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I was supposed to have a year-end recap meeting with my boss as part of our employee development program. It was originally scheduled for Wednesday and my boss cancelled it at the last minute and tried to reschedule it closer to the end of the year. I explained that I was going to be off at that time but suggested that we meet late Friday afternoon after our management team meeting. This was the last opportunity to do it as I was going to be off for the remainder of the year. She agreed to this.

After our off-site meeting on Friday, nothing was said about meeting after once we wrapped up for the day. I assumed that we would still be meeting so I headed back to the office to prepare for my holidays and and meet with my boss.

She never showed up or called to cancell the meetng. I was livid, but I waited until 5:00 before going home, I intended on sneaking out a little early. I had left my car at the hotel where we had our offsite and noticed her car was still there when I went and picked it up. I since found out that she joined some of our managers at the pub for a couple of drinks.

Part of my anger to this was that I had spent most of the Thursday evening working on a problem for one of the other managers in my group so they could meet one of there deadlines. Nothing was said about this, eventhough I had to work to 1:30. The other manager got a good job when me met his deadline.

My question is, do I mention this broken engagement and lack of acknowledgement to my boss and let her know how upset I was with this? We don't have a great relationship, but I believe in being open and honest.

I will have the opportunity to address this behavior on a employee opinion survey and 360 feedback. But these are generic surveys that don't look for specific examples of issues. I think in this case being specific about the issue would go further. But then again it just might get me labeled as a complianer.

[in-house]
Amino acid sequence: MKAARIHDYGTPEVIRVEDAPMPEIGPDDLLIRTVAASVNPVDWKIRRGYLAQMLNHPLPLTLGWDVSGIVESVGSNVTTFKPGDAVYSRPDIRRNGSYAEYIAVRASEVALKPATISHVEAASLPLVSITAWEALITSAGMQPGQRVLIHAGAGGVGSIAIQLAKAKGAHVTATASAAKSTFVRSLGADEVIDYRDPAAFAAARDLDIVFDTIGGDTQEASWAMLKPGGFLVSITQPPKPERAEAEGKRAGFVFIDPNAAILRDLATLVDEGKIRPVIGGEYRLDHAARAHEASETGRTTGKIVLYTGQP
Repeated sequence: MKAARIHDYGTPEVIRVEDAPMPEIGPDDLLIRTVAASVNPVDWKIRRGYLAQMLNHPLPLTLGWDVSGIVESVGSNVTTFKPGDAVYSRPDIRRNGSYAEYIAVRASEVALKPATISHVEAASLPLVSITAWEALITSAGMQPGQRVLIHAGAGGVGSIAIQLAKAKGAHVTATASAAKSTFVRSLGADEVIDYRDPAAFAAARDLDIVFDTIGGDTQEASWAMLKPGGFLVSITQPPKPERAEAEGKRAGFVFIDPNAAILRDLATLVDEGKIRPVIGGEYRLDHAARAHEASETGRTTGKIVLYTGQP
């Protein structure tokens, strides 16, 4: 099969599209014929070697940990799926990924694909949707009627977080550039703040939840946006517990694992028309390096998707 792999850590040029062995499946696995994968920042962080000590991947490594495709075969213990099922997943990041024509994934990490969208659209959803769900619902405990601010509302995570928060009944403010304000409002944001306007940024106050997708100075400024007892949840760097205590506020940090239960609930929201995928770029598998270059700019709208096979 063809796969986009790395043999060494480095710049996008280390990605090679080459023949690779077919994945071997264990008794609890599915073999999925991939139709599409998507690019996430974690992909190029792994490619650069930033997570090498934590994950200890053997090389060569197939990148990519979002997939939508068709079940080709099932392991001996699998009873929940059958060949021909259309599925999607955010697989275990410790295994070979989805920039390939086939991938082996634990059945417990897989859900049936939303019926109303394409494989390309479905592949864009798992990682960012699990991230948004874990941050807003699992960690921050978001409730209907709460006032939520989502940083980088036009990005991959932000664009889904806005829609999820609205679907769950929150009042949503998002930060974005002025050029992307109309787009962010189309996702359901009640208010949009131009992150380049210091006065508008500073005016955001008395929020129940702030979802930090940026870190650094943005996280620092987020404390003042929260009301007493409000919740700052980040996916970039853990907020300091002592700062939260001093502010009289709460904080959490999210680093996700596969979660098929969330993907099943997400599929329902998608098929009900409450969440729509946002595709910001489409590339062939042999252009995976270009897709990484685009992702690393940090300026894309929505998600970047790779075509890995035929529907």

WillDuke's picture

I think something Mark often says applies here: "Tell your boss the truth and the truth shall set you free."

Do you want to be free?

Practically, what can you gain? If you already don't have a good relationship then bringing this topic up is not likely to improve it.

You don't know that she chose to blow off your meeting to have drinks. Maybe she was strong-armed by her boss. Maybe there was an important topic being discussed that she felt needed to be attended. Maybe she simply forgot.

Me, I'd write a nice hand-written letter (safest this way) to my boss. I'd write it at home. When I was done with it I'd have a little fire ceremony and destroy it. :) Okay, I personally probably wouldn't need to write the letter to find a way to let it go, but that's my advice. Do whatever it takes for yourself to let it go.

If in the long run you can't, and you believe strongly enough, then you'll need to make sure your resume's current and put yourself on the market. But even then, there's no mileage in bringing this topic up to your boss. Take the high road.

jhack's picture

As Mark would say, how you feel is your fault. You've been poked with an umbrella, and how you feel about it is up to you.

Did you ask your manager after the meeting on Friday to join you for a review? She may have assumed (wrongly) that if you didn't reach out to her, you were OK with delay. You assumed (wrongly) that she was heading back to the office. I wouldn't bring it up again.

Next time, talk to her after the management meeting and confirm. Don't assume, especially on a Friday afternoon before a holiday.

As for credit, the other manager should have spoken up. Consider peer feedback ("when you don't share credit for work we do together, here's what happens: ..."). There's a podcast on this.

One last thought: Year end reviews (is that what the "recap" is?) are best done when both parties are ready and in the right mindset. Would the Friday afternoon meeting, when your boss would have been foregoing a networking opportunity, have been ideal? Maybe it will be a better meeting after the New Year.

John

Mark's picture

No.

Mark